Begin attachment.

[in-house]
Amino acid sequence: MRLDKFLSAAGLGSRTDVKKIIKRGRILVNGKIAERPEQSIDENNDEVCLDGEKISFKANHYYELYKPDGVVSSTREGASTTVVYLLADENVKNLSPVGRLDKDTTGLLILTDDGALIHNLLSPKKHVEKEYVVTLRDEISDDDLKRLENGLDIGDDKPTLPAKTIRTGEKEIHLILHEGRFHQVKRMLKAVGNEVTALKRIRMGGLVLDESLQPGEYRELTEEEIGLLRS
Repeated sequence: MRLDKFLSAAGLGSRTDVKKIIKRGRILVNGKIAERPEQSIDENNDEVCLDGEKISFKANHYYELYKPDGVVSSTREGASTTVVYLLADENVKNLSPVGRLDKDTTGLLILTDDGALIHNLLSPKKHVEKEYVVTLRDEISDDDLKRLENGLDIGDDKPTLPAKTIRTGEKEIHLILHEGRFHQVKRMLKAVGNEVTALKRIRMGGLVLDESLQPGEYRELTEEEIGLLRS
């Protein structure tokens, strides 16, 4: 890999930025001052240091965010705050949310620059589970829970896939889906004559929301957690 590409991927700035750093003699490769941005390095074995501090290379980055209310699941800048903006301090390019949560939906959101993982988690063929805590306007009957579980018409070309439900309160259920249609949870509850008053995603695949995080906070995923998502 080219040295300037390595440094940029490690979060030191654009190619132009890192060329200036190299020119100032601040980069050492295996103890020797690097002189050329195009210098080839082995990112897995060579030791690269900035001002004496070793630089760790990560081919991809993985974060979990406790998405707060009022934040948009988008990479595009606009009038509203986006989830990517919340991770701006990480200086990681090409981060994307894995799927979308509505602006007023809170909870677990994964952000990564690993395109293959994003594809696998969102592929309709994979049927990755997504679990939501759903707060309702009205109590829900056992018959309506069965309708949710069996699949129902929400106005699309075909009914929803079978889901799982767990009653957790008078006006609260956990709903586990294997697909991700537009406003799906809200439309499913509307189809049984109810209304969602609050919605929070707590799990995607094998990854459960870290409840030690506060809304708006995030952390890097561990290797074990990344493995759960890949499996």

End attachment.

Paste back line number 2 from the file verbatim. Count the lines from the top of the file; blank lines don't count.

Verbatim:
Amino acid sequence: MRLDKFLSAAGLGSRTDVKKIIKRGRILVNGKIAERPEQSIDENNDEVCLDGEKISFKANHYYELYKPDGVVSSTREGASTTVVYLLADENVKNLSPVGRLDKDTTGLLILTDDGALIHNLLSPKKHVEKEYVVTLRDEISDDDLKRLENGLDIGDDKPTLPAKTIRTGEKEIHLILHEGRFHQVKRMLKAVGNEVTALKRIRMGGLVLDESLQPGEYRELTEEEIGLLRS